Pope Francis has revealed that he never wanted to be Pope, telling a gathering of Jesuit children from a school in the Vatican that any cardinal who wants the Catholic Church’s top job doesn’t have much respect for their wellbeing.
“Anyone who wants to be Pope doesn’t care much for themselves, God doesn’t bless them. I didn’t want to be Pope,” the Pope told the assembly after being asked a question by six-year-old Teresa, one of the group of Italian and Albanian children who had sat to listen to the Pontiff’s words.
Francis, the first Jesuit Pope several hundred years, is considered as having brought the missionary zeal associated with the branch with him to the Church’s highest office.
The Pope, who has won favour with the vast majority of Catholics around the globe for his no nonsense approach toward poverty and materialism, told the children that he had rejected the Vatican papal apartment — a decision which garnered significant media attention in the early days of the his reign – because it was too big, and that he preferred to live with other people.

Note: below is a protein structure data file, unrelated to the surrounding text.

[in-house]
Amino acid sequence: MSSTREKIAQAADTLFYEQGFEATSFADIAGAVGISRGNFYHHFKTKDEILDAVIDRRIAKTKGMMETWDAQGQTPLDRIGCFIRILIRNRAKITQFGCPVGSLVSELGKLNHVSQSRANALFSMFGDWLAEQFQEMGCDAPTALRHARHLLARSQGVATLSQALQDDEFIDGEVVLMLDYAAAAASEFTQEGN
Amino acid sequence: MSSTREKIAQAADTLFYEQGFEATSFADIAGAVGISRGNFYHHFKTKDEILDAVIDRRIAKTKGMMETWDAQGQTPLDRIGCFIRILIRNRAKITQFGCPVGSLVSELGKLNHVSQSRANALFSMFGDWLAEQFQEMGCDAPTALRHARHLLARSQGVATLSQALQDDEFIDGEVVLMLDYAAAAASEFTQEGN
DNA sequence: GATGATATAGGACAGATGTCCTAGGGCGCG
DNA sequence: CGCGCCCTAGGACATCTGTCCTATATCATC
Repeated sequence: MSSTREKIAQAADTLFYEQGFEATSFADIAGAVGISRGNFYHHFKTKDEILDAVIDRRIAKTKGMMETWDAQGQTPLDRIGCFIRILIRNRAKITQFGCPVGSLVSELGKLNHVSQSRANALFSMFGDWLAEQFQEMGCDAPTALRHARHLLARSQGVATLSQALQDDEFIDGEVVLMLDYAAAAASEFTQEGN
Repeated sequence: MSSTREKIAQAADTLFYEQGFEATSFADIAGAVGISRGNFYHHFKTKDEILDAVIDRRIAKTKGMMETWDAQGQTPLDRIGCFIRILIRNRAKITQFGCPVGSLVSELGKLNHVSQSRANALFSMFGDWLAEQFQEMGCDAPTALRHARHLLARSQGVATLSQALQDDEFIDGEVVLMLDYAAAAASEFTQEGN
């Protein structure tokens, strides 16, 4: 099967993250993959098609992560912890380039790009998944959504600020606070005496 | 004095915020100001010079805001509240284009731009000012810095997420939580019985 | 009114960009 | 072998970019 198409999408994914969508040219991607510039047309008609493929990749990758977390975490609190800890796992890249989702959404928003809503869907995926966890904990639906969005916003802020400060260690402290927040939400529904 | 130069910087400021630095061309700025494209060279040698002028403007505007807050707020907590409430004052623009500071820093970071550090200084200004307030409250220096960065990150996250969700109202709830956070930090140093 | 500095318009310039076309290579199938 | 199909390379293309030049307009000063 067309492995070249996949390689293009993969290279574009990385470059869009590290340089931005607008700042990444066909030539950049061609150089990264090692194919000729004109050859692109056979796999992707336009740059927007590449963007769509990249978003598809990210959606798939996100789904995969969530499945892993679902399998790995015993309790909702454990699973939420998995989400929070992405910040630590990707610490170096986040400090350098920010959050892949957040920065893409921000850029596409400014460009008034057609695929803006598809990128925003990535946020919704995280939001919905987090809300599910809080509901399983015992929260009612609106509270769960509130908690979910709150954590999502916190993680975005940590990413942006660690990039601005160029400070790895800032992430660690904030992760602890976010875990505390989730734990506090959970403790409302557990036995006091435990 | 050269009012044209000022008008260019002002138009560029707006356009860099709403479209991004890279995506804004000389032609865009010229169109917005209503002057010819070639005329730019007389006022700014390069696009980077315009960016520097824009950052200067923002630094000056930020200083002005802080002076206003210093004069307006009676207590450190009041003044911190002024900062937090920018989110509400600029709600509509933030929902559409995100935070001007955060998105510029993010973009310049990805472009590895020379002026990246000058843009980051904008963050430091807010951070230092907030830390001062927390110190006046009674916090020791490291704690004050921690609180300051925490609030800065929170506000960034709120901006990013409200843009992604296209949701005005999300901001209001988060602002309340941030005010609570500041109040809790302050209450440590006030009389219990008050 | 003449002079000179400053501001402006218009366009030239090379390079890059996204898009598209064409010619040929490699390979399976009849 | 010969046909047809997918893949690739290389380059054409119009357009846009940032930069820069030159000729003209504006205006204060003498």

“I can’t live alone. It’s not a question of my personal virtue, it’s just that I can’t live alone,” he explained to the crowd. Francis quipped that when he once asked by a professor why he can’t live alone he responded by saying it’s for “psychiatric reasons”.
The Pope made his remarks during an open question and answer session with the children after moving away from remarks he had prepared beforehand.